If foreign nationals from these three countries do not meet the eligibility requirements listed above, they must then be in possession of a valid temporary resident visa (TRV) to travel to or transit through Canada. While nationals of Brazil, Bulgaria and Romania who meet the eligibility requirements of eTA expansion can apply for an eTA, they may still apply for, obtain, and travel with a temporary resident visa (TRV). As eTAs are only valid for air travel to or transit through Canada, all Brazilian, Bulgarian, and Romanian nationals travelling by land, sea, and rail must be in possession of a valid TRV.
Who does not need an eTA?
Subsections R7.1(2) and (3) describe individuals who are exempt from the eTA requirement. They include:
- Individuals who hold a valid Canadian temporary resident visa or temporary resident permit
- Her Majesty in Right of Canada and any member of the (British) Royal Family
- Nationals of the United States
- Foreign nationals who hold a passport that contains a diplomatic acceptance, a consular acceptance or an official acceptance issued by the Chief of Protocol for the Department of Foreign Affairs and International Trade on behalf of the Government of Canada and are a properly accredited diplomats, consular officers, representatives or officials of a country other than Canada, of the United Nations or any of its agencies, or of any international organization of which Canada is a member
- Foreign nationals seeking to enter and remain in Canada solely:
- As a member of a means of transportation that may be used for transportation by air or to become a member of such a crew; or
- To transit through Canada after working, or to work, as a member of a means of transportation that may be used for transportation by air, if they possess a ticket for departure from Canada within 24 hours after their arrival in Canada
- Citizens of France who are residents of St. Pierre and Miquelon who seek to enter Canada directly from St. Pierre and Miquelon
- Foreign nationals seeking to enter and remain in Canada solely to transit through Canada as a passenger on a flight stopping in Canada for the sole purpose of refuelling and:
- they are in possession of documents required in order to enter the United States and their flight is bound for that country; or
- they were lawfully admitted to the United States and their flight originated in that country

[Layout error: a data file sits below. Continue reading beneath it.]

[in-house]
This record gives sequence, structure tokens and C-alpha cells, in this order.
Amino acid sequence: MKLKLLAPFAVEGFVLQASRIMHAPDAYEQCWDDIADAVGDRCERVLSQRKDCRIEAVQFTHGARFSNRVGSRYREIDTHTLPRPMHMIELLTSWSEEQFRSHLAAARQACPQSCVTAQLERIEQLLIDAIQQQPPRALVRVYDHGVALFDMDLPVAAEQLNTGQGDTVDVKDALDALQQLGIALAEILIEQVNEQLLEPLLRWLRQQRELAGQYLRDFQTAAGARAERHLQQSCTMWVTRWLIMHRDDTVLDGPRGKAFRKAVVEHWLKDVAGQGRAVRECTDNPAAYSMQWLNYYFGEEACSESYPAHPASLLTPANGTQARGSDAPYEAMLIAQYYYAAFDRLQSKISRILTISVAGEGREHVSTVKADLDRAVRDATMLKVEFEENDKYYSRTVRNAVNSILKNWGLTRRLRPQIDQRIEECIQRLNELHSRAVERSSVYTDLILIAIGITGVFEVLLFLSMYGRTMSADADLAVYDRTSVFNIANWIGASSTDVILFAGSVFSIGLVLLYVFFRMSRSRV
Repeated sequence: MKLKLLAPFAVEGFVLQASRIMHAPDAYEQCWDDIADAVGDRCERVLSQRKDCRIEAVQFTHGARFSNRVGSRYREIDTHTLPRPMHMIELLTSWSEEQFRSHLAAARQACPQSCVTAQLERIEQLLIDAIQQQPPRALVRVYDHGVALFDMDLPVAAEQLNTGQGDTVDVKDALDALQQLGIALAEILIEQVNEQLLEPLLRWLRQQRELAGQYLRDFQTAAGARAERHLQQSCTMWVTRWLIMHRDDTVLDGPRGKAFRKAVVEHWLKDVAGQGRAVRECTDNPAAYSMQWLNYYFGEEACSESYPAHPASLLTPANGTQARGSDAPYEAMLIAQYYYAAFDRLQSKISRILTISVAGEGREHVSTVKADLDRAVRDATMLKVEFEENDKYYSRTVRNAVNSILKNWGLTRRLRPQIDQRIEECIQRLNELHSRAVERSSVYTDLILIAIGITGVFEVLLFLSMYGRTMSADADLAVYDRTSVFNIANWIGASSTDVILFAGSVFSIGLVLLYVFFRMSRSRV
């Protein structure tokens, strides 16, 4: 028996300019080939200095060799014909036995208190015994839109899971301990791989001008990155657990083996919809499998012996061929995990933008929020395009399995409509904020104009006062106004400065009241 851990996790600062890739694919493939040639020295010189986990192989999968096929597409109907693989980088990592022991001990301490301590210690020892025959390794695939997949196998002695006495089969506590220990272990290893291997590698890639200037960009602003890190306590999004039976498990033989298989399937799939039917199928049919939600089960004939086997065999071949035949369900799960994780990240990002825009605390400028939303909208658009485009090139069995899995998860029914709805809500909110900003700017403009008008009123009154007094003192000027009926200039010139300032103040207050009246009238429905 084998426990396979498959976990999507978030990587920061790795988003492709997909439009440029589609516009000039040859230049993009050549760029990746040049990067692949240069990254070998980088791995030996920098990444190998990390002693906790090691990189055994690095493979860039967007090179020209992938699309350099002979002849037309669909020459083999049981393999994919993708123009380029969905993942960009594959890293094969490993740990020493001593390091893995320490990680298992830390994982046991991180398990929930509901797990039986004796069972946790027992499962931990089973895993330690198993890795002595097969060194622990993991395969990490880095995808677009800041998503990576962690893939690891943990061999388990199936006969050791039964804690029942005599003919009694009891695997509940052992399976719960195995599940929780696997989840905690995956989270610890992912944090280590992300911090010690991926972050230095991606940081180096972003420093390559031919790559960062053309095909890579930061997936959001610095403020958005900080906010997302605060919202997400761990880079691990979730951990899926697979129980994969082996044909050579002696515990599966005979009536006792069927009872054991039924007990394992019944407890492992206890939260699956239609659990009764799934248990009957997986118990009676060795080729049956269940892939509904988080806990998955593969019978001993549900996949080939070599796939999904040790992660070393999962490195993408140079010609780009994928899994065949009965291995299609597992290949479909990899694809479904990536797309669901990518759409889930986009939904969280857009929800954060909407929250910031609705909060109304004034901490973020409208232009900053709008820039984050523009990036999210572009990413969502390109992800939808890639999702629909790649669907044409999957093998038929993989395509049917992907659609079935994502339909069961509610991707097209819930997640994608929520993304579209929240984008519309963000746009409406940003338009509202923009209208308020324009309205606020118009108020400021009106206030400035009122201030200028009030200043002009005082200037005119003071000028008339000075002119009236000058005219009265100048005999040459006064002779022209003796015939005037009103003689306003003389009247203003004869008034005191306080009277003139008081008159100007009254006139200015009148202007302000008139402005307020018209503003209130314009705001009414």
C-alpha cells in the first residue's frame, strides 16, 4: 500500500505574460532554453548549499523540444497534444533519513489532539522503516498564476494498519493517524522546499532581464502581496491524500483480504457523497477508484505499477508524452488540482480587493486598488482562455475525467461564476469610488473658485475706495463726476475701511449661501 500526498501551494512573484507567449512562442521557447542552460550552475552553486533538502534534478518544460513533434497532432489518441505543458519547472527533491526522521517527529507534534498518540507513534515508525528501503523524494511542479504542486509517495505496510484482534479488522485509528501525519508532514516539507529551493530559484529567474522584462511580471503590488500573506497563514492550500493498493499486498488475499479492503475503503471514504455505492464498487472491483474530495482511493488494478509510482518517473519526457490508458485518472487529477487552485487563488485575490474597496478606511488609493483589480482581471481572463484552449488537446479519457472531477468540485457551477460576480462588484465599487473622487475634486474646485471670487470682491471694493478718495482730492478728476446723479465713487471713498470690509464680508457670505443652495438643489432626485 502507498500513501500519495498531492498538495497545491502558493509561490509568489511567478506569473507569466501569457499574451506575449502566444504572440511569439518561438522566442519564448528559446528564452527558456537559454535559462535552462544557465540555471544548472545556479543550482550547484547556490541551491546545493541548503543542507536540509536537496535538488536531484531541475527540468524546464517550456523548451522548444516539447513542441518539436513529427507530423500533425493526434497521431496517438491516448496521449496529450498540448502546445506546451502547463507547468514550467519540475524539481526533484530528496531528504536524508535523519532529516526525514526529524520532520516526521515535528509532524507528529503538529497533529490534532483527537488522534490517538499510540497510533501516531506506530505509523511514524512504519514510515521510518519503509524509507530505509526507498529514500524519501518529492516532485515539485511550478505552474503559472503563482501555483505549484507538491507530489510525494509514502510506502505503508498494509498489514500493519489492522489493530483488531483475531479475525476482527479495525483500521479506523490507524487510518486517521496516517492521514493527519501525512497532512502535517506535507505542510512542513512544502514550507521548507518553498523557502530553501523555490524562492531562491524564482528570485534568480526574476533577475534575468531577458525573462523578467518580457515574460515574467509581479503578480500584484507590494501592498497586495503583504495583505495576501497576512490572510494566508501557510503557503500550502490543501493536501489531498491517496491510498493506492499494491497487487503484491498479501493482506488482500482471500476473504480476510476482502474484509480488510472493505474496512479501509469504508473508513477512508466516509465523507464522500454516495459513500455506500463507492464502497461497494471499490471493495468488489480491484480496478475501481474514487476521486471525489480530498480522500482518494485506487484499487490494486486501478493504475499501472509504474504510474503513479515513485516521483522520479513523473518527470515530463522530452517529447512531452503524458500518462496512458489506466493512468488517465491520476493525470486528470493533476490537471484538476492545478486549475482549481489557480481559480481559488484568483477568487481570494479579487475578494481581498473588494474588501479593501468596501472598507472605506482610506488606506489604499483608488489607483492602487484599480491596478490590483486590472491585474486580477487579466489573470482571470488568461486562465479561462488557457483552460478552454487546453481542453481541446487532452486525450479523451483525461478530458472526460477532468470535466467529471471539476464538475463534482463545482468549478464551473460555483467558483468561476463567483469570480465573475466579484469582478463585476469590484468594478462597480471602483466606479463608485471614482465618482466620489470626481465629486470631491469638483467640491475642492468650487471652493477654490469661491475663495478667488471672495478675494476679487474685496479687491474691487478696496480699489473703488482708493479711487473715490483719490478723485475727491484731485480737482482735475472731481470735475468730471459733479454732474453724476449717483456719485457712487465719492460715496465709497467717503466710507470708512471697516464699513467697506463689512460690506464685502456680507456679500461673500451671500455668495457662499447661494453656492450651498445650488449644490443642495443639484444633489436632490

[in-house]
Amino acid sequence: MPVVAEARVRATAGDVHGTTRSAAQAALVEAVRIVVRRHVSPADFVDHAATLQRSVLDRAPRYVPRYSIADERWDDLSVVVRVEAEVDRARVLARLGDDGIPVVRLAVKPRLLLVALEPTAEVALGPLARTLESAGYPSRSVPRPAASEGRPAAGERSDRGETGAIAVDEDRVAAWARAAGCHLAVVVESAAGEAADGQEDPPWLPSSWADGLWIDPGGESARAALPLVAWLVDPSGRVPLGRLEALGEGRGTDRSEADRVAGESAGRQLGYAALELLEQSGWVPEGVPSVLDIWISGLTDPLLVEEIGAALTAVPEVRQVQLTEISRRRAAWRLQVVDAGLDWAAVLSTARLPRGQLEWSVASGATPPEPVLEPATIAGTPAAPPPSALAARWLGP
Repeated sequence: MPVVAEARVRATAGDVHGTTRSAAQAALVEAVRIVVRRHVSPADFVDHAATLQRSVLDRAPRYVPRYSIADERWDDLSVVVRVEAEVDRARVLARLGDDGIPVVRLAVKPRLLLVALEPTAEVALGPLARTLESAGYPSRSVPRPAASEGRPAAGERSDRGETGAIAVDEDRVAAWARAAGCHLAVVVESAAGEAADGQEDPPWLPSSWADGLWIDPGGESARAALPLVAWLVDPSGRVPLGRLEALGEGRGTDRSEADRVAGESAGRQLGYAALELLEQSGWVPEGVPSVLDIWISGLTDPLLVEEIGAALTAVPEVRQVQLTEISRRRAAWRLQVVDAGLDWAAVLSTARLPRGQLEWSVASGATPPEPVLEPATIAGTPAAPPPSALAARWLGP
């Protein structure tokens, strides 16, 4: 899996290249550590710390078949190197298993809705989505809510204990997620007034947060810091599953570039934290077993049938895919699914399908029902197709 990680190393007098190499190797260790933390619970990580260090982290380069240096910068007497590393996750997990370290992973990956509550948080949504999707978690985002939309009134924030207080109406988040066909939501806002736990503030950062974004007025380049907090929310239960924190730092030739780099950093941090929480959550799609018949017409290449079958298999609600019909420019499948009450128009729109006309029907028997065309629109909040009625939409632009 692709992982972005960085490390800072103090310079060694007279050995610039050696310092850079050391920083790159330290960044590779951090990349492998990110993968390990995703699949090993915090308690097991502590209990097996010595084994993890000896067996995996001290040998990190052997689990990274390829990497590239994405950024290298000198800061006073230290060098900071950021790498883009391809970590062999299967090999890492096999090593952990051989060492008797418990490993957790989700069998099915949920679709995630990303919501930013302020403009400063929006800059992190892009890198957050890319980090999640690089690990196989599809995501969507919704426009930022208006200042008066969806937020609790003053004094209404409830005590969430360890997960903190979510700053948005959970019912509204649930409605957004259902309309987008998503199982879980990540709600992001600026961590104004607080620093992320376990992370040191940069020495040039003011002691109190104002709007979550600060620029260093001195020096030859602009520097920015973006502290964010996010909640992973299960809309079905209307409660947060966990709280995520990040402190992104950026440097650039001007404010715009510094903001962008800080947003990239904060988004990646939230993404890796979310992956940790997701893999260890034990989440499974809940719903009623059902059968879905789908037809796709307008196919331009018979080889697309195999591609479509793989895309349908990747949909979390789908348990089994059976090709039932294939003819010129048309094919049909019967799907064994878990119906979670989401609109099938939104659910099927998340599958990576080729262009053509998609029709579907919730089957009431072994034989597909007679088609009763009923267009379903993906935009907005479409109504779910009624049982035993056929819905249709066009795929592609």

- Foreign nationals seeking to enter and remain in Canada solely to transit through Canada as a passenger on a flight that, owing to an emergency or other unforeseen circumstances, makes an unscheduled stop in Canada
- Foreign nationals seeking to enter and remain in Canada solely to transit through Canada as a passenger on a flight if the foreign national:
- is transported by a commercial transporter and there is a memorandum of understanding referred to in subsection R190(4) in effect between the Minister and the commercial transporter concerning the transit of passengers through Canada without a Canadian visa;
- holds a passport or travel document that was issued by the country of which the foreign national is a citizen or national and that country is listed in the memorandum of understanding; and
- is in possession of any visa required to enter the country of destination
- Foreign nationals seeking to enter and remain in Canada solely to carry out official duties as a member of the armed forces of a country that is a designated state for the purposes of the Visiting Forces Act, unless they have been designated under that Act as a civilian component of those armed forces
- Foreign nationals seeking to enter and remain in Canada solely to re-enter Canada following a visit solely to the United States or St. Pierre and Miquelon, if they
- held a study permit or a work permit that was issued before they left Canada on such a visit or were authorized to enter and remain in Canada as a temporary resident; and
- return to Canada by the end of the period initially authorized for their stay or any extension to it
- Foreign nationals seeking to enter and remain in Canada solely to conduct inspections of the flight operation procedures or cabin safety of a commercial air carrier operating international flights, if they are a civil aviation inspector of a national aeronautical authority and possess valid documentation to that effect
- Foreign nationals seeking to enter and remain in Canada solely to participate as an accredited representative or as an adviser to an aviation accident or incident investigation conducted under the Canadian Transportation Accident Investigation and Safety Board Act, if they possess valid documentation to that effect